by Jill Turnbull
From Goblets to Gaslights: The Scottish Glass Industry 1750–2006 explores the histories of individual flint glassworks in Scotland from the eighteenth to the twenty-first century, when Scottish glass production was flourishing. Major works in Glasgow, Edinburgh and Leith are looked at in detail, while other smaller, virtually unknown, producers like the Clyde Flint Glass Company in Greenock are also covered.
This book uses a wide range of contemporary sources, most previously unpublished, including legal documents, design drawings, catalogues, advertisements and factory pattern books, as well as the glass itself. The wealth of sources gives insight into the variety of designs produced and assists in the identification of glass products from Scottish factories. It covers many aspects of the industry including working practices, problems with raw materials and experimental recipes from the Holyrood glassworks. Personal and business histories provide valuable insights into the highs and lows of the glass business, and the lives of the people who made it. Individual chapters cover the production of cut, engraved, pressed and coloured glass while also presenting the many practical, less collectable goods created throughout the period.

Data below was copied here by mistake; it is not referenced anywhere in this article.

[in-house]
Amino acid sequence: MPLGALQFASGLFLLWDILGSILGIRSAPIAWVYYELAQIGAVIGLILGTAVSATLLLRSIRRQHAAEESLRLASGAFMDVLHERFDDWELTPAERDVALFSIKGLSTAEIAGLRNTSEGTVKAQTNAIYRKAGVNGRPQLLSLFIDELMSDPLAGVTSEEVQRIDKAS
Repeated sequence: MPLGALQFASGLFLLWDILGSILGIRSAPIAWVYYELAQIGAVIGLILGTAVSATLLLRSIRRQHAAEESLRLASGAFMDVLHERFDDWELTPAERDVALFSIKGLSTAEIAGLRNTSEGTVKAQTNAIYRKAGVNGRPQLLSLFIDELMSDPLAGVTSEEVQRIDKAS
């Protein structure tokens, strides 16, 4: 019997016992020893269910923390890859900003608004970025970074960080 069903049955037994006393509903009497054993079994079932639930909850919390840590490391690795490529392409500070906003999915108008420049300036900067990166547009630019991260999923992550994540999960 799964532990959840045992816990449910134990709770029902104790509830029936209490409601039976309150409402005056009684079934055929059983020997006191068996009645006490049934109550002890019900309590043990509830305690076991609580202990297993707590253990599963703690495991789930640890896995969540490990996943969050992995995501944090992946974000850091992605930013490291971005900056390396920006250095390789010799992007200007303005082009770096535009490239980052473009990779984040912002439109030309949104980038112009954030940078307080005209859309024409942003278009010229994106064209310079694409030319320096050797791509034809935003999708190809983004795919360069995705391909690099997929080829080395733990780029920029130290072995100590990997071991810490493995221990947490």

Illustrated with over 550 images, the text is also accompanied by a free DVD containing a full reproduction of a Holyrood Pattern Book. It is an invaluable study for all those interested in Scottish industrial history, in particular the history of glass production.
Jill Turnbull obtained her PhD from the University of Edinburgh in 1999. Her previous monograph, The Scottish Glass Industry 1610–1750, was published in 2001 by the Society of Antiquaries of Scotland.
The Society of Antiquaries of Scotland gratefully acknowledges funding towards the publication of this volume from the Paul Mellon Centre for Studies in British Art, British Glass Manufacturers Association, Dr John Cruikshank, Dr Susan Shatto, George Neilson and Janet Notman, the Strathmartine Trust and the Glass Association.
You may also be interested in Jill Turnbull’s previous book, freely available online at the Archaeology Data Service.
Read an article by Jill Turnbull, in which she discusses her experiences researching From Goblets to Gaslights as an amateur historian.